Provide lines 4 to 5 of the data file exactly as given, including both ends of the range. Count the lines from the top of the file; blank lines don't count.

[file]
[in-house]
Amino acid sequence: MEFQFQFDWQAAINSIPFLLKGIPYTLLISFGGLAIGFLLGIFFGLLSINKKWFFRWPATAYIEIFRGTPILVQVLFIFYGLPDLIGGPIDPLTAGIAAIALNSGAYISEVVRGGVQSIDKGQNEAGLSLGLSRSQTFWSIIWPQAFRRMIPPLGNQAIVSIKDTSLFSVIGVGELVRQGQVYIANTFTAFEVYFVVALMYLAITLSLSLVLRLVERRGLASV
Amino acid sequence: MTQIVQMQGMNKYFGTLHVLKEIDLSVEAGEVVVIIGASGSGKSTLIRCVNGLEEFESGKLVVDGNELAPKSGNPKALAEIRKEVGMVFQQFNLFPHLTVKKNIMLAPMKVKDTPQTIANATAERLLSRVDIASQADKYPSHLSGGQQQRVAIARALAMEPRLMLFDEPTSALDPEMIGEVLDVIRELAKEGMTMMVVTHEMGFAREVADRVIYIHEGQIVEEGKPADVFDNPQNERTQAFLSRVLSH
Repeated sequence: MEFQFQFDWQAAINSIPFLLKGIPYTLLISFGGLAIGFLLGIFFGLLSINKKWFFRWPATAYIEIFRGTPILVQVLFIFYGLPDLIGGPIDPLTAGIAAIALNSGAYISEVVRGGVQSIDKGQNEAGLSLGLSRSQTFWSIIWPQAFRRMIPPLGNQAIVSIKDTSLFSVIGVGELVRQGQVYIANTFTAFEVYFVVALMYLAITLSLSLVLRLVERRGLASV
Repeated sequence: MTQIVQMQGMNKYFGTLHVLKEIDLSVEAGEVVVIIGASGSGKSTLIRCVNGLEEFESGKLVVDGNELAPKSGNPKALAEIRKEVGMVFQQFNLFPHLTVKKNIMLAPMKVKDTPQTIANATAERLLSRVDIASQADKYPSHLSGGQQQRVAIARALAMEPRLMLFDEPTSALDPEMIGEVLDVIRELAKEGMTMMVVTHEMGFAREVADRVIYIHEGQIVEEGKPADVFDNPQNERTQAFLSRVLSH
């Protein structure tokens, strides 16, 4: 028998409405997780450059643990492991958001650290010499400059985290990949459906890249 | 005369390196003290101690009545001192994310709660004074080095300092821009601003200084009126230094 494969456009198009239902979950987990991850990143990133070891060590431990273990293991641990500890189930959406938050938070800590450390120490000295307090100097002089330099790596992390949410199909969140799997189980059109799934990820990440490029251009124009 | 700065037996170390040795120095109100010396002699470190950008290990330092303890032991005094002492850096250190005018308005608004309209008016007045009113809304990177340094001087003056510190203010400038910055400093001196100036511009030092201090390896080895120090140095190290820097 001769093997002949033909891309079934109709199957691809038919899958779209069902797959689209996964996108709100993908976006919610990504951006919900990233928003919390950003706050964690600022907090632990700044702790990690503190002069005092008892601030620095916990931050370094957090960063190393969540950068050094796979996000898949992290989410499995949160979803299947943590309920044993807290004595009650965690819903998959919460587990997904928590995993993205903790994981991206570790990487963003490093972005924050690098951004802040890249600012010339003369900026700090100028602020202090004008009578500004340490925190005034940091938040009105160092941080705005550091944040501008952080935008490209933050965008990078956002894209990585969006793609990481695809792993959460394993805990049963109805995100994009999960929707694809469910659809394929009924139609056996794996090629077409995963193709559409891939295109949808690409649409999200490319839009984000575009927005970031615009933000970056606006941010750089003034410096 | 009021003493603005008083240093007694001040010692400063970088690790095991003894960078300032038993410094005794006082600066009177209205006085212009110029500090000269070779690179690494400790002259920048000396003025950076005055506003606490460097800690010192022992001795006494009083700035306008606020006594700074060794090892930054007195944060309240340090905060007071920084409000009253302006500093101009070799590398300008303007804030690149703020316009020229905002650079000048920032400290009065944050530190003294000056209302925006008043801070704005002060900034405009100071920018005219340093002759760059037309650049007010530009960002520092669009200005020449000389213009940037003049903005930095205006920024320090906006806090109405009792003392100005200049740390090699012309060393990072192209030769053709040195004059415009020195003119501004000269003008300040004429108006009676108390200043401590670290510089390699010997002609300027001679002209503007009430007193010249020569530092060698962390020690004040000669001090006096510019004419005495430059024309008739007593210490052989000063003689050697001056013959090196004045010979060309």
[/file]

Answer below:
Repeated sequence: MEFQFQFDWQAAINSIPFLLKGIPYTLLISFGGLAIGFLLGIFFGLLSINKKWFFRWPATAYIEIFRGTPILVQVLFIFYGLPDLIGGPIDPLTAGIAAIALNSGAYISEVVRGGVQSIDKGQNEAGLSLGLSRSQTFWSIIWPQAFRRMIPPLGNQAIVSIKDTSLFSVIGVGELVRQGQVYIANTFTAFEVYFVVALMYLAITLSLSLVLRLVERRGLASV
Repeated sequence: MTQIVQMQGMNKYFGTLHVLKEIDLSVEAGEVVVIIGASGSGKSTLIRCVNGLEEFESGKLVVDGNELAPKSGNPKALAEIRKEVGMVFQQFNLFPHLTVKKNIMLAPMKVKDTPQTIANATAERLLSRVDIASQADKYPSHLSGGQQQRVAIARALAMEPRLMLFDEPTSALDPEMIGEVLDVIRELAKEGMTMMVVTHEMGFAREVADRVIYIHEGQIVEEGKPADVFDNPQNERTQAFLSRVLSH